Association Applauds “Well Done” Vitamin E Study

Daniel Fabricant, Ph.D., vice president, scientific and regulatory affairs for the Natural Products Association, noted the quality of research for a recently published study on vitamin E. The study, "The relationship between dose of vitamin E and suppression of oxidative stress in humans," reported that a dose of 3,200 International Units of vitamin E is needed to reduce oxidative stress in individuals at risk for cardiovascular disease, compared with how previous trials using lower doses failed to show any benefits for the vitamin. Fabricant called the study a “very well done multiple ascending dose study."

In comments reported in the online publication,, Fabricant said "Most dose ranging studies use a disease-free population; the subjects in this group all had polygenic hypercholesterolemia, which is the group that may benefit the most from vitamin E supplementation, thus it is more of a targeted approach in looking at markers (F2-isoprostanes), the dynamics and some basic kinetics (i.e. reduction in plasma concentration), while additional ADME (absorption, distribution, metabolism, and excretion) type data will be helpful in nailing down an optimal dosing range (which should be conducted in a disease free and larger study population (this will be helpful in accounting for gender differences as well)."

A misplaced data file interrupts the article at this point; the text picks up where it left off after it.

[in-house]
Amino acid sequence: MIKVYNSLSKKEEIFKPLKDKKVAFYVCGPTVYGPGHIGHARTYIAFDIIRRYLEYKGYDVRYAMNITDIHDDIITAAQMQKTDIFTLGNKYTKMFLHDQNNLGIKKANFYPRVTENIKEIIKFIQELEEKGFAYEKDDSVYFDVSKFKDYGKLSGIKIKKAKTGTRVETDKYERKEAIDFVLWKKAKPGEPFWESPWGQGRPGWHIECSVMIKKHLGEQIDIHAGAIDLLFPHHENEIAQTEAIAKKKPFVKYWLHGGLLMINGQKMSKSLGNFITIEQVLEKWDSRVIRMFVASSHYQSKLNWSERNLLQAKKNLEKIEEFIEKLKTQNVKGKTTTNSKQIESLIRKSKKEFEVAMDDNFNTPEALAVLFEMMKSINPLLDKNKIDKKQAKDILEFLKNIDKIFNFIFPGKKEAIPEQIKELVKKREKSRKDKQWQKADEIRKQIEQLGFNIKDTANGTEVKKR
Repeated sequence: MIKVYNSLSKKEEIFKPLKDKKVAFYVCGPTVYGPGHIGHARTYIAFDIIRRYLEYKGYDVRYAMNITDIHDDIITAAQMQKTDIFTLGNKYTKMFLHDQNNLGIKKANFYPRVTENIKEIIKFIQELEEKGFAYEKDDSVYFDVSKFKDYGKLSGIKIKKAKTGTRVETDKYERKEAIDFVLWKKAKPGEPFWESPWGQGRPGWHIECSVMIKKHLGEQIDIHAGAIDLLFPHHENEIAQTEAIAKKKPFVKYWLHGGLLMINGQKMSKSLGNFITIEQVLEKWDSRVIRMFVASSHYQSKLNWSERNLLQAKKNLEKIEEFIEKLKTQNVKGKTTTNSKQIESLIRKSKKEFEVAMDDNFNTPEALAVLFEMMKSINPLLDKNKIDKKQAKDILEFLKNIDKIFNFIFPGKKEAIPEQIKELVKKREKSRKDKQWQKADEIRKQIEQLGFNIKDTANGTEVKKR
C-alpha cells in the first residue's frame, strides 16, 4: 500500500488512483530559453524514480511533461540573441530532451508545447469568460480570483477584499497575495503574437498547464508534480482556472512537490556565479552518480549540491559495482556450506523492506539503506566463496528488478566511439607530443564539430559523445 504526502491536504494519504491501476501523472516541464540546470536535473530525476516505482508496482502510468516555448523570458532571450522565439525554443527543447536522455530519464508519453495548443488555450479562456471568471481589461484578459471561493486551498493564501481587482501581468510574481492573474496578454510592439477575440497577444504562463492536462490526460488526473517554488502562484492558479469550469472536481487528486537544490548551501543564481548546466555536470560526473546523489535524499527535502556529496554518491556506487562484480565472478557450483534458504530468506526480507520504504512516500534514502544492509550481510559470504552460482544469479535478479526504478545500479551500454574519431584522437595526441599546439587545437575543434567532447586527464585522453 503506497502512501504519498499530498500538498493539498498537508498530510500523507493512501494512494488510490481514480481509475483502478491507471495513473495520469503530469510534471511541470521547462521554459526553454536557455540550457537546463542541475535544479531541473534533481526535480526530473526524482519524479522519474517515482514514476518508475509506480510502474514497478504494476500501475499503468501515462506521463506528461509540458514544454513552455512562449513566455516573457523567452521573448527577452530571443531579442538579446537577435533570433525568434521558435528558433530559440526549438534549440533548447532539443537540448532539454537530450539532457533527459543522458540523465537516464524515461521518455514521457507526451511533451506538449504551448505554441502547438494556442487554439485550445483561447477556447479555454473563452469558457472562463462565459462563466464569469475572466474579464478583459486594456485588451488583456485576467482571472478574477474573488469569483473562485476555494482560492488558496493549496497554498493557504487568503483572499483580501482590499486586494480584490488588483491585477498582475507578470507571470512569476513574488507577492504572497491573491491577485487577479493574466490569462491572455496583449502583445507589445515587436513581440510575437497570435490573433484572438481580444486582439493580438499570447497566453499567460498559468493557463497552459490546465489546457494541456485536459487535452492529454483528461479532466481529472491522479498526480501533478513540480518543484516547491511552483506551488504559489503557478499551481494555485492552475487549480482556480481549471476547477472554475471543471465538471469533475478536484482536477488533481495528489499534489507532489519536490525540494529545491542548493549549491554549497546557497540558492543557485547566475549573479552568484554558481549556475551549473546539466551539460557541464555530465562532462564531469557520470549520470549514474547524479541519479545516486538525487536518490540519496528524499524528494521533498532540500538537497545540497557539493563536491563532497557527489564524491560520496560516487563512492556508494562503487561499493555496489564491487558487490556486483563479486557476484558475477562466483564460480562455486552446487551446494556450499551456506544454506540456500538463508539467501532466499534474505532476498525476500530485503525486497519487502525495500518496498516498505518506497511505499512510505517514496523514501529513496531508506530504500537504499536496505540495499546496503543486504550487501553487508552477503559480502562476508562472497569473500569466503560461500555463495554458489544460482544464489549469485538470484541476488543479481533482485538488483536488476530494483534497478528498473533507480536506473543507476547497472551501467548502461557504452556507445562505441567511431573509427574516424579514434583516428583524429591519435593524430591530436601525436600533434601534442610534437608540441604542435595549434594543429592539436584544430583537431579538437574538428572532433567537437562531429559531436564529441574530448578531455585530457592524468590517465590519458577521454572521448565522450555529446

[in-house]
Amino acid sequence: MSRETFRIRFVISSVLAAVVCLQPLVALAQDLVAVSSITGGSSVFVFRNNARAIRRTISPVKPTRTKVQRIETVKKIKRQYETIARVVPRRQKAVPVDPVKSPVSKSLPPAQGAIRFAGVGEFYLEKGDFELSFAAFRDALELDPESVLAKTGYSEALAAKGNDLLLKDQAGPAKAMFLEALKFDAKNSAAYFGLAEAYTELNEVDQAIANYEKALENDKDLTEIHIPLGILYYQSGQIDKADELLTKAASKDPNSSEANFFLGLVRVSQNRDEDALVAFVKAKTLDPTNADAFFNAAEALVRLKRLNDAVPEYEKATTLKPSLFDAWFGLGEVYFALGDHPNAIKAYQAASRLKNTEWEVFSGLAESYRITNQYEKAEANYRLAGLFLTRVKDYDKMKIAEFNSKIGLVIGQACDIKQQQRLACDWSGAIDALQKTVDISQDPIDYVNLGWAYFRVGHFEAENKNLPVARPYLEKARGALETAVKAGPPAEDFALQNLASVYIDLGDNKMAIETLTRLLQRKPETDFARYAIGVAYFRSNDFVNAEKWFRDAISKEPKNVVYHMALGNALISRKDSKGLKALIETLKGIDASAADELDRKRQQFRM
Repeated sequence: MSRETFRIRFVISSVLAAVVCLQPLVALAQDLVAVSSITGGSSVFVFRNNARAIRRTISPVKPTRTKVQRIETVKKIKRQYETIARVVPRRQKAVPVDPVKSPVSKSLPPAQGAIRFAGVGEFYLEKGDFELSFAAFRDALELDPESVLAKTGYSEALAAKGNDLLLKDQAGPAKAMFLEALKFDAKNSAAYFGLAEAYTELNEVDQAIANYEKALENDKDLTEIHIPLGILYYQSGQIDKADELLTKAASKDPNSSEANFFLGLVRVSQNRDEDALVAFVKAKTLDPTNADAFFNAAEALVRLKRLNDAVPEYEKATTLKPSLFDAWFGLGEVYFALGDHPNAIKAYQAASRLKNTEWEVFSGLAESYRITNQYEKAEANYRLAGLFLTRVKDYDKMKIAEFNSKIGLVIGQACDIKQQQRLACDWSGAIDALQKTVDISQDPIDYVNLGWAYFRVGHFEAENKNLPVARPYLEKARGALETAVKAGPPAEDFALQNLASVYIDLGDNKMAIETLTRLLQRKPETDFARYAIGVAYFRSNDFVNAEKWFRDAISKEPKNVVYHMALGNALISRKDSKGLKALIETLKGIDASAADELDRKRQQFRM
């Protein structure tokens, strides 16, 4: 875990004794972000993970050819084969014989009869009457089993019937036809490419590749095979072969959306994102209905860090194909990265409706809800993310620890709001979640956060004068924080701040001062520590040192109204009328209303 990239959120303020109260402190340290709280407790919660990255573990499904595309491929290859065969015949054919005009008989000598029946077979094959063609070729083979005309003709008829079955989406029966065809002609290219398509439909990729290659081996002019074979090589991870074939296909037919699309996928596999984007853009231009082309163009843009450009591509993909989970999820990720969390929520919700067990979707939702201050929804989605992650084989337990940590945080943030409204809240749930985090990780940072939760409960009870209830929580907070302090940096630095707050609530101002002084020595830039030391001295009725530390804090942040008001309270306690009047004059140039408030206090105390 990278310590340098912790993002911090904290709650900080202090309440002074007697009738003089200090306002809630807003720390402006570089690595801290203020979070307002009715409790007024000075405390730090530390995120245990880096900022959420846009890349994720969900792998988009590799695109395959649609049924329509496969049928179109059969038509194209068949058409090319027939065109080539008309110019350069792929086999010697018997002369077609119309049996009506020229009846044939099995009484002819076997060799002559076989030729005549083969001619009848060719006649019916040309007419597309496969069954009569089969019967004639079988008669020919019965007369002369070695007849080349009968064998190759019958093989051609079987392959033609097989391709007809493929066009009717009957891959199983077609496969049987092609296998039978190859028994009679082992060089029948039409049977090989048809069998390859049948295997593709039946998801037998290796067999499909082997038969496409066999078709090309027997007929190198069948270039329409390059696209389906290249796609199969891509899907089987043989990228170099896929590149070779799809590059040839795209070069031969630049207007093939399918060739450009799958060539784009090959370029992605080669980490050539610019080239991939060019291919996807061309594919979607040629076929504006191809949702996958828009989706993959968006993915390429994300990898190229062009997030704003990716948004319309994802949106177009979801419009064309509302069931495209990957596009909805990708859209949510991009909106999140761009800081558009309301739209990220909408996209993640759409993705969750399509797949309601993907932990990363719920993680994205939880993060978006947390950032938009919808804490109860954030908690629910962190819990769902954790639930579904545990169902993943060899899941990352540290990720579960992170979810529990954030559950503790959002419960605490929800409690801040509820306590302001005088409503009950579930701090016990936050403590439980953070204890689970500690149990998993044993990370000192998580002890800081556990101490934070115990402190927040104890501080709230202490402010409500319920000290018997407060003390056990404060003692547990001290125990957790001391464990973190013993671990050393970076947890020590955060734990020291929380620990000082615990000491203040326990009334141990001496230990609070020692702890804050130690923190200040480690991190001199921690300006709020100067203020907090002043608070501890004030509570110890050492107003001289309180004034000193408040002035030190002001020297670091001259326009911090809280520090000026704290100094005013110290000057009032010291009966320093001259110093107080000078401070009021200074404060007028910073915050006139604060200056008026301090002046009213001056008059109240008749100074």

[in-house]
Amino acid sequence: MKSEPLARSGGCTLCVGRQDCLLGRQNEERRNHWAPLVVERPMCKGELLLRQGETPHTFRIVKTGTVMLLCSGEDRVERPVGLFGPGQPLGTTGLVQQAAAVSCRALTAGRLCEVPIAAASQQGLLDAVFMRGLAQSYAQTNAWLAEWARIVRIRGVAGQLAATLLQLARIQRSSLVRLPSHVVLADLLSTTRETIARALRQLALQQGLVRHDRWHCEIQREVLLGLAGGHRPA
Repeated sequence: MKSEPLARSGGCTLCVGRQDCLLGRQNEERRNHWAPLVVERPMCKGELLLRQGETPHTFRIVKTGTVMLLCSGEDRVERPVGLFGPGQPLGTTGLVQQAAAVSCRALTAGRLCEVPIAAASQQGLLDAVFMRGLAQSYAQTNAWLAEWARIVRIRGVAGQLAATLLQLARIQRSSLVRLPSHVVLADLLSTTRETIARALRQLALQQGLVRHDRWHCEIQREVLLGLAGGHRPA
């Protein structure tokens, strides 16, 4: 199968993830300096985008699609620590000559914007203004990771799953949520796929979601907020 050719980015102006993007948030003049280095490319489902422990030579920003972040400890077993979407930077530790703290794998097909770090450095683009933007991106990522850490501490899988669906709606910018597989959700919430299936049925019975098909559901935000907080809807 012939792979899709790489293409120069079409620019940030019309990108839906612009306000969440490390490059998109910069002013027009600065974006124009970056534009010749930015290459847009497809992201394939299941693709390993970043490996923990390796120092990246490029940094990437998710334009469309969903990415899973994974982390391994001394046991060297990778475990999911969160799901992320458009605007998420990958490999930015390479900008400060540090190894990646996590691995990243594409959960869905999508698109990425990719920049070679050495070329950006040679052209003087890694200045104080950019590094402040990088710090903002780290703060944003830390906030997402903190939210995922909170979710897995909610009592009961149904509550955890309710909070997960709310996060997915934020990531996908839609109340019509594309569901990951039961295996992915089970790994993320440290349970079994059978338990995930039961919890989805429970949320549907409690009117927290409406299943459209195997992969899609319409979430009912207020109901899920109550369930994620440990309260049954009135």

"This is a very practical approach to address a large problem with a number of studies on nutrients, where no effect was observed due to the dose being too low. This is very timely considering some of the recent information on intake levels of other nutrients, like vitamin D," he concluded.

The study, out of Vanderbilt University, reported that randomized placebo-controlled trials evaluating the efficacy of vitamin E in preventing cardiovascular events in aggregate have failed to show a beneficial effect. The researchers suspected that the studies had been poorly designed because the trials used a single dose of vitamin E and only looked for end points such as heart attack occurrence. (Free Radical Biology and Medicine (2007), doi:10.1016/ j.freeradbiomed.2007.06.019)

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